Breast cancer

Breast Cancer Prevention Beyond Mammograms: Addressing Root Cause

When Americans think of breast cancer, most consider it to be like a game of craps. If a woman is lucky she will avoid breast cancer during her lifetime, but if she is unlucky, then she may be diagnosed with this dreadful disease.

A foundation for future growth

A foundation for future growth

In an effort to combat the major health issues plaguing American Indians, the University of Kansas Medical Center and the American Indian Health Research and Education Alliance announced plans to create a Center for American Indian Community Health.

Caught by a nose

In the fight against cancer, so often the disease seems to be one-step ahead of researchers and health care providers. And anything that gives health professionals an advantage—advanced patient screenings, genetic indicators, etc.—is an important part of the battle.

Breast Cancer Crusader

Breast Cancer Crusader

For women’s health advocate Dr. Shirley Lampkin, fighting breast cancer disparities in the African American community isn’t just a job—it’s a mission.

Asian American Women Missing Out on Genetic Testing for Breast Cancer Risk

Asian American Women Missing Out on Genetic Testing for Breast Cancer Risk

Despite advances in genetic testing, researchers from Stanford University say many Asian American women with BRCA mutations seem to be falling through the cracks.

Study to Determine the Effectiveness of Support Programs on Women with Breast Cancer

Can stress management, social support and exercise have an effect on the overall health of women recently diagnosed with breast cancer? The University of Alabama at Birmingham (UAB) is conducting a study to find out.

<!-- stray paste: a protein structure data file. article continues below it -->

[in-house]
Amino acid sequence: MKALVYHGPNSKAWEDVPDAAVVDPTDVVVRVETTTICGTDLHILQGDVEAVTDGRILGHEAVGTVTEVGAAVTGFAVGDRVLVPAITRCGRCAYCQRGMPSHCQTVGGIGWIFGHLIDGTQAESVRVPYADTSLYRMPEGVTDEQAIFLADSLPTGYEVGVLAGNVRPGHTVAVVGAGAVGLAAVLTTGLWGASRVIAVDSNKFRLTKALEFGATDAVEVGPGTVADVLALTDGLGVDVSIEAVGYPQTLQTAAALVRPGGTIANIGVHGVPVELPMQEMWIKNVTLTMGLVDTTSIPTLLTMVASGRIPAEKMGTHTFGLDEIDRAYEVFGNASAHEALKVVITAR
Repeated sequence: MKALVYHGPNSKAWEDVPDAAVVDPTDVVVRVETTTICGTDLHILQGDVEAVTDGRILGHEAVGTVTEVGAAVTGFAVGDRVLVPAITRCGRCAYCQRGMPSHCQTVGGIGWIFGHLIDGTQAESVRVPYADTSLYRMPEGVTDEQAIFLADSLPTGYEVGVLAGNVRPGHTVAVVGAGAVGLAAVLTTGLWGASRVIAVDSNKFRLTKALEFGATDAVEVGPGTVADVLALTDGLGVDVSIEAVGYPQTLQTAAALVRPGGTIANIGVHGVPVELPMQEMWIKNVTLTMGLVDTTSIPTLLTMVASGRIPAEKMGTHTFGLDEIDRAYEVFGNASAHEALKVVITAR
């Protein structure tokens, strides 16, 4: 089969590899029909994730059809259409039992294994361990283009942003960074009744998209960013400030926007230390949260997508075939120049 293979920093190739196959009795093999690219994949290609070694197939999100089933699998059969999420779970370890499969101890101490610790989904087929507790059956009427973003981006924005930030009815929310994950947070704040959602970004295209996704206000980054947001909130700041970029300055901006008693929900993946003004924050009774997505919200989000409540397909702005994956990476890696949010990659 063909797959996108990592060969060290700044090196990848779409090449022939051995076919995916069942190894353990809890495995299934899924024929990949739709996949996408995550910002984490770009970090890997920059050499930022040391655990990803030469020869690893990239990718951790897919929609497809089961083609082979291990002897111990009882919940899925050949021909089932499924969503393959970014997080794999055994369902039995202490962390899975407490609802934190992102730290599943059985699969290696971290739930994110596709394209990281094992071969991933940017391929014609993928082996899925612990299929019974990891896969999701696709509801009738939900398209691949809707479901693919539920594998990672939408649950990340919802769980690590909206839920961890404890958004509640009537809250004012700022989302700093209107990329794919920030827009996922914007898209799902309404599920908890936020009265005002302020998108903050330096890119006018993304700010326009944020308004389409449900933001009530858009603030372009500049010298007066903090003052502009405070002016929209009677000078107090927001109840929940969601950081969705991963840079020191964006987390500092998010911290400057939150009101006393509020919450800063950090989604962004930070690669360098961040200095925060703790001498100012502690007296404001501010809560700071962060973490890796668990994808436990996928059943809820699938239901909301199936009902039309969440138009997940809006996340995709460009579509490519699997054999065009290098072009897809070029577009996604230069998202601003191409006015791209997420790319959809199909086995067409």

Wanted: Funding for Culturally Competent Breast Cancer Education Resource

Meet Ruby and Pearl, two lovable, grandmotherly African-American ladies who have recently learned that a combination of monthly breast self-exams, regular mammograms and an annual clinical exam can reduce their risk of suffering from breast cancer.

New Breast Cancer Research Could Boost Survival Rate for Minority Women

A recent discovery by Italian scientist Dr. Pier Francesco Ferrucci, a cancer specialist at the European Institute of Oncology in Milan, could help more women survive breast cancer.

Breast Cancer: Finding the Roots of Disparities

Breast Cancer: Finding the Roots of Disparities

Female breast cancer is the most commonly diagnosed cancer among all races, yet mortality rates differ between ethnicities and early detection numbers falter among minorities. A challenging yet rewarding specialty, oncology nursing puts nurses against such inequalities.

Teaching the Teachers

In a unique approach to preventive education, nurses are training minority medical students to teach women of color about breast cancer.

An Army of One

How much of a difference can just one nurse make in fighting breast cancer disparities in her community? The answer is “plenty”--especially if she’s an instructor who gets her students involved.

Leaders Follow

In the battle against racial and ethnic breast cancer disparities, being a leader means more than just taking initiative. It also means honoring the successes of others who have contributed to the fight.

Sisterhood Is Powerful

The Sister Study, a landmark national study investigating the causes of breast cancer, wants to recruit as racially and ethnically diverse a participant sample as possible. Here’s how nurses can help spread the word.

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